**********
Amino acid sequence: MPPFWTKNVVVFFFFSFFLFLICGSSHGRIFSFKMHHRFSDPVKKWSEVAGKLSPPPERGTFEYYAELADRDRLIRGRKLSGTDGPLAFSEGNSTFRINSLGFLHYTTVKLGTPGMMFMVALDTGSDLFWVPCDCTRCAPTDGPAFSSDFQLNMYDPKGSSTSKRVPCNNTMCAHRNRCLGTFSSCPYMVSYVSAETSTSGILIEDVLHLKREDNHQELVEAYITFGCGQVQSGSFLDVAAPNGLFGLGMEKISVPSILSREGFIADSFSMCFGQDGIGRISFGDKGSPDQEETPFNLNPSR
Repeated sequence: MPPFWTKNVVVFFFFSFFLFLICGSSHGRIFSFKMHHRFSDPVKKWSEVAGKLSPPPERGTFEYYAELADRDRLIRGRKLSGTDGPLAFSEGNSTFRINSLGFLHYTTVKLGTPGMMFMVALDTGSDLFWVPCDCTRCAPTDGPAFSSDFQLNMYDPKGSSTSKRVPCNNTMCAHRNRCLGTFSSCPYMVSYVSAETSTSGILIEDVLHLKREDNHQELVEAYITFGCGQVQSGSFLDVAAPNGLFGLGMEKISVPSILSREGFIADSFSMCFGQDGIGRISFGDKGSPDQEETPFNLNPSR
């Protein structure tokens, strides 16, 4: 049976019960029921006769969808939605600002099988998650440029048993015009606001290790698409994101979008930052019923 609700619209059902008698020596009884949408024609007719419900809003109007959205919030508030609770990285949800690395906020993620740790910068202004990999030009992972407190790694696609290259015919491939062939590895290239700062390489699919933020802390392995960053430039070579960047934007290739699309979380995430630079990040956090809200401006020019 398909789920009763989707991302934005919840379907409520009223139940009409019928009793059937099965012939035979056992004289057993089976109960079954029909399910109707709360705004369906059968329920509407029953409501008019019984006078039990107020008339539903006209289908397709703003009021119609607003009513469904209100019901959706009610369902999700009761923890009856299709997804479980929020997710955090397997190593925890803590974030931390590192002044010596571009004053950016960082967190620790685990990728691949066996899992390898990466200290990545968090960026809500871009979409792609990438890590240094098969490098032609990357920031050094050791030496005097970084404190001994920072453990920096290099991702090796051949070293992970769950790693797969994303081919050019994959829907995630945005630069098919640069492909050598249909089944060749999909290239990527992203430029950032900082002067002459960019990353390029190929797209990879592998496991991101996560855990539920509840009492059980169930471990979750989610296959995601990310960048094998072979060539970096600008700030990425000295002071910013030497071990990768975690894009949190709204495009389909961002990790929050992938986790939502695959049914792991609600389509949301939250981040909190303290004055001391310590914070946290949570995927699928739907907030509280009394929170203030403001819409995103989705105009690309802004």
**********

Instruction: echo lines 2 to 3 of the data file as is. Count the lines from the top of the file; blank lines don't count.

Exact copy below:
Repeated sequence: MPPFWTKNVVVFFFFSFFLFLICGSSHGRIFSFKMHHRFSDPVKKWSEVAGKLSPPPERGTFEYYAELADRDRLIRGRKLSGTDGPLAFSEGNSTFRINSLGFLHYTTVKLGTPGMMFMVALDTGSDLFWVPCDCTRCAPTDGPAFSSDFQLNMYDPKGSSTSKRVPCNNTMCAHRNRCLGTFSSCPYMVSYVSAETSTSGILIEDVLHLKREDNHQELVEAYITFGCGQVQSGSFLDVAAPNGLFGLGMEKISVPSILSREGFIADSFSMCFGQDGIGRISFGDKGSPDQEETPFNLNPSR
């Protein structure tokens, strides 16, 4: 049976019960029921006769969808939605600002099988998650440029048993015009606001290790698409994101979008930052019923 609700619209059902008698020596009884949408024609007719419900809003109007959205919030508030609770990285949800690395906020993620740790910068202004990999030009992972407190790694696609290259015919491939062939590895290239700062390489699919933020802390392995960053430039070579960047934007290739699309979380995430630079990040956090809200401006020019 398909789920009763989707991302934005919840379907409520009223139940009409019928009793059937099965012939035979056992004289057993089976109960079954029909399910109707709360705004369906059968329920509407029953409501008019019984006078039990107020008339539903006209289908397709703003009021119609607003009513469904209100019901959706009610369902999700009761923890009856299709997804479980929020997710955090397997190593925890803590974030931390590192002044010596571009004053950016960082967190620790685990990728691949066996899992390898990466200290990545968090960026809500871009979409792609990438890590240094098969490098032609990357920031050094050791030496005097970084404190001994920072453990920096290099991702090796051949070293992970769950790693797969994303081919050019994959829907995630945005630069098919640069492909050598249909089944060749999909290239990527992203430029950032900082002067002459960019990353390029190929797209990879592998496991991101996560855990539920509840009492059980169930471990979750989610296959995601990310960048094998072979060539970096600008700030990425000295002071910013030497071990990768975690894009949190709204495009389909961002990790929050992938986790939502695959049914792991609600389509949301939250981040909190303290004055001391310590914070946290949570995927699928739907907030509280009394929170203030403001819409995103989705105009690309802004």